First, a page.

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Inflation predicted to slow in 2024, but it doesn't mean prices will drop

Inflation predicted to slow in 2024, but it doesn't mean prices will drop
Posted at 5:39 PM, Jan 18, 2024
and last updated 2024-01-18 18:39:31-05

ROCKDALE, Texas — The Federal Reserve predicts inflation will continue to regulate in 2024, but it doesn't mean prices will drop.

  • The Federal Reserve predicts inflation will drop nearly two percent by December 2024, but prices will not necessarily decrease.
  • The rate is a drop from the 3.2 percent inflation rate in Dec. 2023.

The inflation rate is predicted to drop to two percent.
But Texas A&M Professor of Economics Dennis Jansen says the number only represents goods as a whole.

"They look at a basket of goods, and they take an average of everything that's in this basked of goods, and they say how much the prices are going to go up or down," he said.

Though the predicted rate indicates a slow down from 2022's peak 9.1 percent inflation rate and December 2023's inflation rate of 3.4 percent, Jansen says it still means prices will rise, just not as much.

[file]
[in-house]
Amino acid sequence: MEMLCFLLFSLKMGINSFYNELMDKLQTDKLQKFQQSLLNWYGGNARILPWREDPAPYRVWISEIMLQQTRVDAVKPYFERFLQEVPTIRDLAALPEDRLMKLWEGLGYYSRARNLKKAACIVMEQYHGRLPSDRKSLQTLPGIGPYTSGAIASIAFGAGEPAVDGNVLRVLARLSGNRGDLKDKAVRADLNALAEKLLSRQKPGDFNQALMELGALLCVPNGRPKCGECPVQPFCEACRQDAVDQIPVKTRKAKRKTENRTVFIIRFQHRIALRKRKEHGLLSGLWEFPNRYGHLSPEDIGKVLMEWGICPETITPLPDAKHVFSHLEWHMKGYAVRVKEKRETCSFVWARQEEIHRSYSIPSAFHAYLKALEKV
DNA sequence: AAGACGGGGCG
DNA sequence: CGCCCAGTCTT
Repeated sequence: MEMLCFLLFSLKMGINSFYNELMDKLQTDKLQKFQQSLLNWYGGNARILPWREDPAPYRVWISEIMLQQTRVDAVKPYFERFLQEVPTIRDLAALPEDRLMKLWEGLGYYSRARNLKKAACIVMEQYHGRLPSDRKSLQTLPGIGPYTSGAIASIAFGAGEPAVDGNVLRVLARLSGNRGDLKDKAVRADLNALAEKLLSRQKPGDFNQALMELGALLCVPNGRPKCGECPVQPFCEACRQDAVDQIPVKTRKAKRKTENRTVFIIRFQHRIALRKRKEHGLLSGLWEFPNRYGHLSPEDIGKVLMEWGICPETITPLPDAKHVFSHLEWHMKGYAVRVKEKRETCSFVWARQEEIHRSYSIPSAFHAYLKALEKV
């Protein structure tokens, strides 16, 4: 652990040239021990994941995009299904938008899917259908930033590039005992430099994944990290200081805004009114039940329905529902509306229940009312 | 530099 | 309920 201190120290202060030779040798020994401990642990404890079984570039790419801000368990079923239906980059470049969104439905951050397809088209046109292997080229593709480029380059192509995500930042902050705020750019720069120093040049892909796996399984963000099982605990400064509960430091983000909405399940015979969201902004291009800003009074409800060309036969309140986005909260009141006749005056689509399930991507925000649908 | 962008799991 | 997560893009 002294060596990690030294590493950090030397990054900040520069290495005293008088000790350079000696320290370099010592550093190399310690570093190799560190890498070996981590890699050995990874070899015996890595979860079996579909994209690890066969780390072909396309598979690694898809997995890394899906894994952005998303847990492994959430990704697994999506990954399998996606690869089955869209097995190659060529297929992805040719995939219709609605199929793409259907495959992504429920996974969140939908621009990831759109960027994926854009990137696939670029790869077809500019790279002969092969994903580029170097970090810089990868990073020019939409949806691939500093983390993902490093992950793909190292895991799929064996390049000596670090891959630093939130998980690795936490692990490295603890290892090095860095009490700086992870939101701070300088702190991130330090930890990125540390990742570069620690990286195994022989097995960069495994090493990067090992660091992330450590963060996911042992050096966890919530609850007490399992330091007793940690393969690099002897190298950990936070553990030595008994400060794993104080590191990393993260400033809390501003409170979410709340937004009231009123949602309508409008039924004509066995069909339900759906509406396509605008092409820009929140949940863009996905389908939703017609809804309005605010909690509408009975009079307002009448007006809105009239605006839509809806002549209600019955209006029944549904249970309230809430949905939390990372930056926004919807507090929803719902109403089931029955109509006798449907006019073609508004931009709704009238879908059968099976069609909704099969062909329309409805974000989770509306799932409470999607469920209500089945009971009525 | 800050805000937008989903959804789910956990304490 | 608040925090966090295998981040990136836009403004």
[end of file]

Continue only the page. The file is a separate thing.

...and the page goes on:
Instead, predictions from specific government agencies like the USDA point to prices that consumers can expect in different industries.

The Energy Information Agency projects gas prices to fall about five percent.

Fannie Mae predicts housing prices and rent to increase about two percent.

The USDA expects food prices to increase about three percent.

Grocery prices are expected to go up 1.6 percent and restaurants meals to go up about four percent.

Consumers like Victoria Ross say they hope rates slows.

Ross says feeding a family of eight isn't cheap and has opted to shopping at local resale stores like L&L Food Salvage and Merchandise in Rockdale.

"[Prices] just go up every year. Every year, everything just goes up and up. It never goes down, up and up and up," Ross said.

She says it's cheaper than shopping at regular grocery stores where she would spend about $200 on average.

"I spend $94 and some change today and at HEB, I would've spend every bit of 200 plus," she said.

But Jansen says these rates are unpredictable.

"The Fed is not very good at forecasting inflation, and neither is anybody else, so I think you want to interpret all of this with the appropriate level of caution," Jansen said.